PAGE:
For a moment, his eyes flash in unison with the rings on his fingers, impressive hunks of silver thick as the Boston accent that elongates his syllables here and there.
Sitting outside a south valley Starbucks, Dario Lorina is speaking about that gloriously transitional moment for every touring musician: the day you graduate from crashing in cramped vans to getting your own bunk aboard a bus.
The Vegas guitar prodigy has been living on the road since he was 16, when he landed a spot in former Warrant frontman Jani Lane’s band. From there, came a gig with long-running L.A. metallers Lizzy Borden.
But then Lorina got his big break, hired in 2013 by former Ozzy Osbourne guitarist Zakk Wylde to join hard rockers Black Label Society. BLS possesses a seriously dedicated following who carry themselves with the close-knit camaraderie of a biker gang, which is what some of them model themselves after — several of the band’s fans in different cities have organized themselves into BLS “chapters” and sport patches on their sleeveless denim jackets identifying as much.
Since joining BLS, Lorina has spent most of the past three years on tour, trekking around the globe from South America to Israel, finally getting to travel in comfort thanks to BLS’ strong international fan base.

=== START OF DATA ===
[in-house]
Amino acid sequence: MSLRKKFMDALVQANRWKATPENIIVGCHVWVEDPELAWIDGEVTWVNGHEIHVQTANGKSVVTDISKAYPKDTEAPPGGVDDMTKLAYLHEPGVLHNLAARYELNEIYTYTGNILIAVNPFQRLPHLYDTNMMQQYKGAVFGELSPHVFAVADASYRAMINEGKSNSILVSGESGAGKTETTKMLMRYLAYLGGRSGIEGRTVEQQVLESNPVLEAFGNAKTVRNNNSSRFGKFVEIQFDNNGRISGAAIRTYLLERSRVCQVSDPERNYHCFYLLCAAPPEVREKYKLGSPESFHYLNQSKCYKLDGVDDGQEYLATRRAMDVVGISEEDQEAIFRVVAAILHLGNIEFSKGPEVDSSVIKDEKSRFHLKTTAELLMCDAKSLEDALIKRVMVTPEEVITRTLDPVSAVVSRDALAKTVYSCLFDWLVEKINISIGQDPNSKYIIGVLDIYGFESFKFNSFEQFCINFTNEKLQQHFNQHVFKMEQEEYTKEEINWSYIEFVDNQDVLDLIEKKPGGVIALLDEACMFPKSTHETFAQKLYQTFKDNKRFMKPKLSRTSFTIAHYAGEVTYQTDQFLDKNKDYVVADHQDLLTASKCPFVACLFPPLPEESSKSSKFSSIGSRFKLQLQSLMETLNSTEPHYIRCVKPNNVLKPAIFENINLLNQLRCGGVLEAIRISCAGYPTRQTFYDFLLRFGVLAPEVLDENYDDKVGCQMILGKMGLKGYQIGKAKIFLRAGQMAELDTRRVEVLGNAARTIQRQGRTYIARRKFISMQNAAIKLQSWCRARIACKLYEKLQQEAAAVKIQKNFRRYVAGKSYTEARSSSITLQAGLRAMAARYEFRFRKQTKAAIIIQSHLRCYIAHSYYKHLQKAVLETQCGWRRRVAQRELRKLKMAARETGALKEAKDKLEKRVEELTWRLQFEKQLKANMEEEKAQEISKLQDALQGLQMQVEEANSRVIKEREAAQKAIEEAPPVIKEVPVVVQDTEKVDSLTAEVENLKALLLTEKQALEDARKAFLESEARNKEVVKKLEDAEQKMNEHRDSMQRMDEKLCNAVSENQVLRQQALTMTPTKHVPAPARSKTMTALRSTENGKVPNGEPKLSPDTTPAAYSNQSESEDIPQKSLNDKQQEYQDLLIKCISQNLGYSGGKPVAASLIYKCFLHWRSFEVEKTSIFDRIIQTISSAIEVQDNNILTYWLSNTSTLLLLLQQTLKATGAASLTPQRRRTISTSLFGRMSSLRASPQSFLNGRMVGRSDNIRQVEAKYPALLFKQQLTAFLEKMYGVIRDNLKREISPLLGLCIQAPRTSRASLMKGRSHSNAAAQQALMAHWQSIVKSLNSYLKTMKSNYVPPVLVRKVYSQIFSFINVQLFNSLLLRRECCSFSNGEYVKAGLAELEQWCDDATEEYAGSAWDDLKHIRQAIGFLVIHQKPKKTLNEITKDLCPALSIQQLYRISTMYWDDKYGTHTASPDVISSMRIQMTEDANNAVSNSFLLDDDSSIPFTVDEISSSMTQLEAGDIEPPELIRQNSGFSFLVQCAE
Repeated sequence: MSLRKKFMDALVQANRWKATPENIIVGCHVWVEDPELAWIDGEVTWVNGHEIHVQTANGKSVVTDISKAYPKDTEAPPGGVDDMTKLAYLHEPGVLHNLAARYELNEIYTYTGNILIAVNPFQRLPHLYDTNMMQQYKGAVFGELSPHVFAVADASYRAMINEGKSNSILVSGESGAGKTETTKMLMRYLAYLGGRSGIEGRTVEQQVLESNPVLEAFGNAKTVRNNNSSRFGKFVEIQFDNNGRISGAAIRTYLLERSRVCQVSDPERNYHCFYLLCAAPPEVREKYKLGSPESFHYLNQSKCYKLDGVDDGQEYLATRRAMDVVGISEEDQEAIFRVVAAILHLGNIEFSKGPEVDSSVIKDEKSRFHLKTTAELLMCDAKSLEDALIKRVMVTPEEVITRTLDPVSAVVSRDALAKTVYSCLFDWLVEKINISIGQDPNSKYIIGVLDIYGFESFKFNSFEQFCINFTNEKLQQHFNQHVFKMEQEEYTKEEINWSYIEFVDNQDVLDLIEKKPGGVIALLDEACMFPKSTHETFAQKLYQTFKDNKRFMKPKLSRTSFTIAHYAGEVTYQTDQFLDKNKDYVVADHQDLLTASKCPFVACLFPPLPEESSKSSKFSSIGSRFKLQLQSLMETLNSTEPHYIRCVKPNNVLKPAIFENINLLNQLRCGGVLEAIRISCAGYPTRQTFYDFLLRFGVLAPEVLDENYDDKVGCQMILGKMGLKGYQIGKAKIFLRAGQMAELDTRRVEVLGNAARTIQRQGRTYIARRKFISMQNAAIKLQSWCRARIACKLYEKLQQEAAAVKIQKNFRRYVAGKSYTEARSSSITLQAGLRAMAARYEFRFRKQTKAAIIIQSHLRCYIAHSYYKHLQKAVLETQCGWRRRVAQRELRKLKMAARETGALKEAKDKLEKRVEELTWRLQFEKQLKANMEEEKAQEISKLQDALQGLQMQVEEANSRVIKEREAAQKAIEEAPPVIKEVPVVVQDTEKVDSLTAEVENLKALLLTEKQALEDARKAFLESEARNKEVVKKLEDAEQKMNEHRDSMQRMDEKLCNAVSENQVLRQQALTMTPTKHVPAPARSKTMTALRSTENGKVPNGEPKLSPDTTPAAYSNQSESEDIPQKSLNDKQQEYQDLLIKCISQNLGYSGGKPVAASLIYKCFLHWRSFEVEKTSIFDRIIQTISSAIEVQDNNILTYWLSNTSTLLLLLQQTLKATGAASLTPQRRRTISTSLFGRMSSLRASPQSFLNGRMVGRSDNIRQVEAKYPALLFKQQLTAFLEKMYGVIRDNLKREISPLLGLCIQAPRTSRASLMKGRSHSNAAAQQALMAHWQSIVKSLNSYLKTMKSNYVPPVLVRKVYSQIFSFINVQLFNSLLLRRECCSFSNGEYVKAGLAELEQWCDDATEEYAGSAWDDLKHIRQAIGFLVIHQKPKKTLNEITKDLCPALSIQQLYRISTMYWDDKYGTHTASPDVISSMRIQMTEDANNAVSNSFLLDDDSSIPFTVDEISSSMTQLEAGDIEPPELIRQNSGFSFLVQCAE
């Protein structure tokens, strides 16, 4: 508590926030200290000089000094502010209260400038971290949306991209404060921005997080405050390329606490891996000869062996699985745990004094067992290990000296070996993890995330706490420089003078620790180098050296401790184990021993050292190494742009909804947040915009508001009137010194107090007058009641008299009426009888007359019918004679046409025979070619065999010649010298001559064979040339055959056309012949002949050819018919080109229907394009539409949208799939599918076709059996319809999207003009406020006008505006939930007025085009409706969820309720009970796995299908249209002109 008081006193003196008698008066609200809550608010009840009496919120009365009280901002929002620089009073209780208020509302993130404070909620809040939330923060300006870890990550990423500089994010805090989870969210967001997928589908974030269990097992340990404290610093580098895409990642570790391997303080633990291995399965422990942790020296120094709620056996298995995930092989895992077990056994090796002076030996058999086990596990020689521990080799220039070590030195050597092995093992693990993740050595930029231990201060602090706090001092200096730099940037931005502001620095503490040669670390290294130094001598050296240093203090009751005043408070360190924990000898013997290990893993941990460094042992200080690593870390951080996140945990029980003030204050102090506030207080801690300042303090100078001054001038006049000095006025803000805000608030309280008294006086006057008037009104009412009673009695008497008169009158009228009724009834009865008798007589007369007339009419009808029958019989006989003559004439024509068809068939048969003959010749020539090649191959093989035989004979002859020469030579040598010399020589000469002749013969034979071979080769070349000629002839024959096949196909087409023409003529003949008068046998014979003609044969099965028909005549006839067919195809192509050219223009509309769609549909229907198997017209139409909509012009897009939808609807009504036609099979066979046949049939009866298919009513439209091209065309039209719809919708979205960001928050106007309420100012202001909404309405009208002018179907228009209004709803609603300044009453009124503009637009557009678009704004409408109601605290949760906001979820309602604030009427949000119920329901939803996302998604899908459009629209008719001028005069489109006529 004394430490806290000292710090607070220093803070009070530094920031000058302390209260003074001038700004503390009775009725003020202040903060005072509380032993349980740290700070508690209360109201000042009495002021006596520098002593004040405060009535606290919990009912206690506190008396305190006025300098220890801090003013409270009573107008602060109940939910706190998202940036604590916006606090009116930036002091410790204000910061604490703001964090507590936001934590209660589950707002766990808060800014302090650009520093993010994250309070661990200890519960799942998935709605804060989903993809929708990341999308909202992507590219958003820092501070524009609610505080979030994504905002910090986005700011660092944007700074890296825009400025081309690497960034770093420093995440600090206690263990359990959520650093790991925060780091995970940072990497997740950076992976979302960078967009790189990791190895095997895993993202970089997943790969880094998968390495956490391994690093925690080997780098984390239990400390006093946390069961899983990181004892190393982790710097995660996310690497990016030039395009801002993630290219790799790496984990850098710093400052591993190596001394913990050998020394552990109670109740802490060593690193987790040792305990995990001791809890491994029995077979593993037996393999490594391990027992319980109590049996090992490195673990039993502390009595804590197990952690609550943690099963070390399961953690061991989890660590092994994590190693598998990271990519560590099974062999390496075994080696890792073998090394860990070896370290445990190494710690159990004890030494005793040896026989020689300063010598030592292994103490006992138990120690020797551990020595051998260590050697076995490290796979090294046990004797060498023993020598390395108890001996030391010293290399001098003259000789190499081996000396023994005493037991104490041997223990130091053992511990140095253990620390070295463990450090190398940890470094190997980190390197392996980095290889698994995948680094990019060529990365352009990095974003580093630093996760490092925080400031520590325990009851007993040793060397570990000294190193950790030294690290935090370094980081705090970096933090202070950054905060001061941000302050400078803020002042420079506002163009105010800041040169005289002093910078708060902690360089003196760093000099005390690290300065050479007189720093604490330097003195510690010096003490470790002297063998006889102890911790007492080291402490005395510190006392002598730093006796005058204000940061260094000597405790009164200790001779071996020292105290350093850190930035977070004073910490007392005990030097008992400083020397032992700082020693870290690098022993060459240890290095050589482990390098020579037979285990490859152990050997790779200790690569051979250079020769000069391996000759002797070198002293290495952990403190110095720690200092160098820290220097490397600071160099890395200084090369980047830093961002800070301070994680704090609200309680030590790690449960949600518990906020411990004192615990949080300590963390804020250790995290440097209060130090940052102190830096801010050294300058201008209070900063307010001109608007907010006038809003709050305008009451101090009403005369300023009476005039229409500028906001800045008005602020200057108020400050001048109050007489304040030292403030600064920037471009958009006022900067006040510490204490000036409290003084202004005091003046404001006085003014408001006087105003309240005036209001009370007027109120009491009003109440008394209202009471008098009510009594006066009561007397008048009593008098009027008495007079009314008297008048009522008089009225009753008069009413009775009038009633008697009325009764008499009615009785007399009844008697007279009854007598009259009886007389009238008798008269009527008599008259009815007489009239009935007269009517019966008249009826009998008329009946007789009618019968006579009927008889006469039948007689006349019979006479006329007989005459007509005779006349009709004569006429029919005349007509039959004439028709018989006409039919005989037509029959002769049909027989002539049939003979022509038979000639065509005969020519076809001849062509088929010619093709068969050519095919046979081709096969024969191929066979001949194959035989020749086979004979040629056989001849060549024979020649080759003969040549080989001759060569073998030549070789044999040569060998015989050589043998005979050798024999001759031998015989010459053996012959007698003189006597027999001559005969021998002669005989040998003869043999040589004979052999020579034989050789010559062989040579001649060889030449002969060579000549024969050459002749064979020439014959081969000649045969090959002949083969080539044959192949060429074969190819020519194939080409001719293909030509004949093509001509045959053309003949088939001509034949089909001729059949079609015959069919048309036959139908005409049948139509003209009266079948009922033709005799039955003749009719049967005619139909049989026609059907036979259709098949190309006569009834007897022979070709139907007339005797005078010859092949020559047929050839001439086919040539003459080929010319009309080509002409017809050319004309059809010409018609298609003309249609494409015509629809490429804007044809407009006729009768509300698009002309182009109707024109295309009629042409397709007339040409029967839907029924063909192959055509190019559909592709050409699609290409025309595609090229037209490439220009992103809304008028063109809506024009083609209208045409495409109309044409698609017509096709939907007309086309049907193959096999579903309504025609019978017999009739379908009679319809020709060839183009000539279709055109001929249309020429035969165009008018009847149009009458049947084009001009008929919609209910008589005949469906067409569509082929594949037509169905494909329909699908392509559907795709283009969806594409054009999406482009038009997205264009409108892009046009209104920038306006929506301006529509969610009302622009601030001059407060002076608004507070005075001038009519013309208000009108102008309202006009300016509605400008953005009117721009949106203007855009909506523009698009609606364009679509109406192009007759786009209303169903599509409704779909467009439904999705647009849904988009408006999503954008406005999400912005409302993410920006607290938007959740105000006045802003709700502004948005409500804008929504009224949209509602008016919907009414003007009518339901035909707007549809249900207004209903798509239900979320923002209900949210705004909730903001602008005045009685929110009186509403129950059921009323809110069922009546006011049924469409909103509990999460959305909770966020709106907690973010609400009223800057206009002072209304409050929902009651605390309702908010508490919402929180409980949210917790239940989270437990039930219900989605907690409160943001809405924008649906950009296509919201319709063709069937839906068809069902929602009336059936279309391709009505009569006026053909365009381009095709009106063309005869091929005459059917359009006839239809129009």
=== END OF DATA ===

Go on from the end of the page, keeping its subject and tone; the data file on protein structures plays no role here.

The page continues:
“It’s everything that I would have thought it would have been,” Lorina says of becoming a full-time working musician able to support himself with his guitar.
Lorina finally has some downtime from BLS, which is taking most of the year off. Lorina’s not following suit: He’s just released his second solo instrumental record, “Death Grip Tribulations,” which he’s supporting with a gig at Count’s Vamp’d on Friday.
Now, most records of this ilk speak to the niche-iest of niches: guitar geeks for whom every waking moment is merely an opportunity to shred (Lorina fills this bill to an extent, though he certainly doesn’t look the nerdy type, long and lean, with hair as dark as the lenses in a pair of shades).
But “Deathgrip” is the rare album of its caliber that doesn’t demand a lifetime subscription to Guitar World magazine to wrap your head around.
Yeah, Lorina spreads plenty of fretboard peacockery across the album’s 12 tracks, but it’s always in service of the song. These aren’t exercises in sheer technique, even though there’s a certain level of virtuosity here, but rather catchy, concise, guitar-driven jams that range from proto-thrash to radio-ready rock, tunes that are as hummable as they are hard to play.
“I enjoy doing the instrumental stuff, because as a guitar player, it’s fun, but I’m all about melody,” explains Lorina, a New England native who moved to Vegas with his family when he was a kid. “When I write the songs, I’m writing a song as if someone was to sing over it. Then, in the place of the verse, I’ll play a guitar solo.”
Lorina’s been working on said leads since he got his first guitar at age 6. Not quite two decades later, rarely a day goes by that he doesn’t pick up his instrument.
“I get up, I have coffee and I’m playing,” he says, still chasing those dreams, even if he’s managed to snag a few along the way.
Read more from Jason Bracelin at reviewjournal.com. Contact him at email@example.com and follow @JasonBracelin on Twitter.